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Retrospective analysis of the clinical utility of blood cultures taken surrounding intensive care admission

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Introduction

This study aimed to establish clinical utility of blood cultures taken surrounding ICU admission. Blood culture cost in terms of resources and false results is well established and unnecessary cultures can cause patient harm.

Methods

All ICU admissions in 2011 were listed retrospectively. Notes were reviewed for those with blood cultures taken during, or within 24 hours prior to or following, ICU admission. Data collected for positive blood cultures included organism, antimicrobial sensitivity, culture timing with respect to ICU admission and antibiotic therapy before and after positive blood culture. Qualitative decisions were made regarding clinical utility of each positive blood culture. Results were deemed useful if management changed - starting, changing or stopping antibiotics or altering antibiotic duration. Confirmatory results or those not altering treatment were not deemed useful. Statistical analysis was performed using the chi-squared test.

Results

During 2011 and 2012, there were 450 ICU admissions. In total, 698 blood cultures were taken during, or within 24 hours prior to or following, ICU admission. A total of 135 blood cultures were taken in the 24 hours prior to ICU admission. Of these, 26 grew significant organisms (19.3%). Nine of these cultures were deemed clinically useful (6.7%). A total of 542 blood cultures were taken during ICU admission. Thirty-three of these yielded significant results (6.1%) but only nine (1.7%) were deemed clinically useful. A total of 102 cultures were taken in the first 24 hours of the iCu, of which 17 were positive (16.7%) and six were useful (5.9%). Fifty-three were taken over the next 24 hours, of which two were positive and two were useful (3.8%). Forty-four cultures were taken over the following 24 hours, of which two were positive (4.5%) and one was useful (2.3%). A total of 343 cultures were taken subsequent to this in the ICU, of which 12 were positive (3.5%) and three were deemed useful (0.9%). Of 22 blood cultures taken in the 24 hours post ICU, one was positive but deemed useful (4.5% yield).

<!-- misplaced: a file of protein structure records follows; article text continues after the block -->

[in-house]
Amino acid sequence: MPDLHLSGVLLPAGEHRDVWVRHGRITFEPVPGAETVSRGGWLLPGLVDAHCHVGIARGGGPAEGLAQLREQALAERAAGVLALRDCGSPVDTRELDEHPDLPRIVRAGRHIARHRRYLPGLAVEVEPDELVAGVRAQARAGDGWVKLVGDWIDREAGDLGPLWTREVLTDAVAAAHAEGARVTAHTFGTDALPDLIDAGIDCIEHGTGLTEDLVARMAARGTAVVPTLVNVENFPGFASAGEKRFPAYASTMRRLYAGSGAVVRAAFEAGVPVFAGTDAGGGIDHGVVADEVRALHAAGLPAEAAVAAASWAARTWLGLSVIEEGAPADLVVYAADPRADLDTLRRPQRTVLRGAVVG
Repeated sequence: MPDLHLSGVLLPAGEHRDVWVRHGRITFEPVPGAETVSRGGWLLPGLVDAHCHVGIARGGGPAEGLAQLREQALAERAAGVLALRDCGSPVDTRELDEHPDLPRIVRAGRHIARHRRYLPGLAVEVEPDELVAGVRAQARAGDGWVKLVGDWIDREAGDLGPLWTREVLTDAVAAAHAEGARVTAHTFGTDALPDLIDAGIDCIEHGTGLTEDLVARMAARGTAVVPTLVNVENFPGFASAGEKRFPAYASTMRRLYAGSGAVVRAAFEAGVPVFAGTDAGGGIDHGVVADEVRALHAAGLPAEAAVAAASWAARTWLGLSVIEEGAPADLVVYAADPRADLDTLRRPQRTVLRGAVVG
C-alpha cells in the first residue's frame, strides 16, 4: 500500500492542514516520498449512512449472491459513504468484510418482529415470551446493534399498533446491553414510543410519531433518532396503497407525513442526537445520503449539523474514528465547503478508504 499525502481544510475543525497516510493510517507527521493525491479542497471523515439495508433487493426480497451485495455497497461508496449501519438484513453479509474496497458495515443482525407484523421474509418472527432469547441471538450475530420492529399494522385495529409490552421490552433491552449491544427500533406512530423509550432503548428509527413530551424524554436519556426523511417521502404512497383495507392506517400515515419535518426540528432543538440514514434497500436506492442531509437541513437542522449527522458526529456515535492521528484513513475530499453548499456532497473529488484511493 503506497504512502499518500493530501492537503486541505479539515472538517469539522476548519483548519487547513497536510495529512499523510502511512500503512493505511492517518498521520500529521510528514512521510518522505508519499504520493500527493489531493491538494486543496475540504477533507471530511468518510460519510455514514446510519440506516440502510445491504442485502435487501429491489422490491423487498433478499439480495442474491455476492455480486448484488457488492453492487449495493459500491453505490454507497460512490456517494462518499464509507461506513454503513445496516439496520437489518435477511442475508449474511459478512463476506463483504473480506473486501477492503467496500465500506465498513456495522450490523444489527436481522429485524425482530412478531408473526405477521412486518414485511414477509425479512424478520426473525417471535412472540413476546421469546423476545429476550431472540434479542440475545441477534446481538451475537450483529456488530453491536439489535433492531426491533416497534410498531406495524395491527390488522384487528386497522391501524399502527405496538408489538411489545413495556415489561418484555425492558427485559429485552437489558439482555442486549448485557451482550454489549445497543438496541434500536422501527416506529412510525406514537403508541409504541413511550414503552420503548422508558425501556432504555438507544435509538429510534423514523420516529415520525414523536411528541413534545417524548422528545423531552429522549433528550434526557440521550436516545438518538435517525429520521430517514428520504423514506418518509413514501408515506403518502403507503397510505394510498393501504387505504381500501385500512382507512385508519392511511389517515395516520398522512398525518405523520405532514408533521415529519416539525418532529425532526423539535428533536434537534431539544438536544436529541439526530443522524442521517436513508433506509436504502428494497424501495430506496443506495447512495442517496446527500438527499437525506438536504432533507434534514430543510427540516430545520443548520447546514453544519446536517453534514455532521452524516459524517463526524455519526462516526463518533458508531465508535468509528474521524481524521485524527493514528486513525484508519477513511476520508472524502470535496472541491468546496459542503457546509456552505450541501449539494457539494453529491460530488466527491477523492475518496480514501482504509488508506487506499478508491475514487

Conclusion

These results demonstrate overall low clinical utility of blood cultures but specifically that utility of ICU cultures is significantly lower than pre ICU (1.7% vs. 6.7%; P = 0.0001). The yield of positive blood cultures and their clinical utility also decrease during ICU stay. This may reflect appropriate empirical antibiotics and lower bacteraemia burden in later illness. Given the low clinical yield and a lack of established sensitive or specific triggers [1], we suggest further work in an ICU setting to maximise utility whilst minimising harm.

References

  1. 1.

    Coburn B, et al.: Does this adult patient with suspected bacteraemia require blood cultures? JAMA 2012, 308: 502-510. 10.1001/jama.2012.8262

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Author information

Correspondence to V Humphrey.

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Cite this article

Humphrey, V., Clark, M. Retrospective analysis of the clinical utility of blood cultures taken surrounding intensive care admission. Crit Care 18, P362 (2014). https://doi.org/10.1186/cc13552

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Keywords

  • Blood Culture
  • Clinical Utility
  • Positive Blood Culture
  • Qualitative Decision
  • False Result